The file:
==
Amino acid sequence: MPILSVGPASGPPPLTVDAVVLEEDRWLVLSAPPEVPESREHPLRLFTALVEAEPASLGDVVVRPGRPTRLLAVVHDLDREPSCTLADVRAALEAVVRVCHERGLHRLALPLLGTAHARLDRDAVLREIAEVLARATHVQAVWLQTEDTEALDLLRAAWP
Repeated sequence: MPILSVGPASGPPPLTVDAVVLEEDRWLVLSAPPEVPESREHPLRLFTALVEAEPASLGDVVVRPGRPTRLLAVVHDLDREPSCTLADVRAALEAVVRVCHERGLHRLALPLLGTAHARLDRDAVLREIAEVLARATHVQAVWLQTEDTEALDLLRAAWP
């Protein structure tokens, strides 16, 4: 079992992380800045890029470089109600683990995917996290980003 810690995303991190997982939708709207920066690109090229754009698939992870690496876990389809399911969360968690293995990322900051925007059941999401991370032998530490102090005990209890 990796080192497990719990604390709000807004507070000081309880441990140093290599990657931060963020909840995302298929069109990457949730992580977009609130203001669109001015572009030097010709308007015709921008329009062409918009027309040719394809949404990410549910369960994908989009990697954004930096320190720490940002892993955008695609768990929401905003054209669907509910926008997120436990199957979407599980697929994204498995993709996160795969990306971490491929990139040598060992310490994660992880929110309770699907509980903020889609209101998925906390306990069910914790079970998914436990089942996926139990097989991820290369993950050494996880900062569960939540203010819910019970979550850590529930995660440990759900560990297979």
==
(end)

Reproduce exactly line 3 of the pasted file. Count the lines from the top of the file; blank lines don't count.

């Protein structure tokens, strides 16, 4: 079992992380800045890029470089109600683990995917996290980003 810690995303991190997982939708709207920066690109090229754009698939992870690496876990389809399911969360968690293995990322900051925007059941999401991370032998530490102090005990209890 990796080192497990719990604390709000807004507070000081309880441990140093290599990657931060963020909840995302298929069109990457949730992580977009609130203001669109001015572009030097010709308007015709921008329009062409918009027309040719394809949404990410549910369960994908989009990697954004930096320190720490940002892993955008695609768990929401905003054209669907509910926008997120436990199957979407599980697929994204498995993709996160795969990306971490491929990139040598060992310490994660992880929110309770699907509980903020889609209101998925906390306990069910914790079970998914436990089942996926139990097989991820290369993950050494996880900062569960939540203010819910019970979550850590529930995660440990759900560990297979």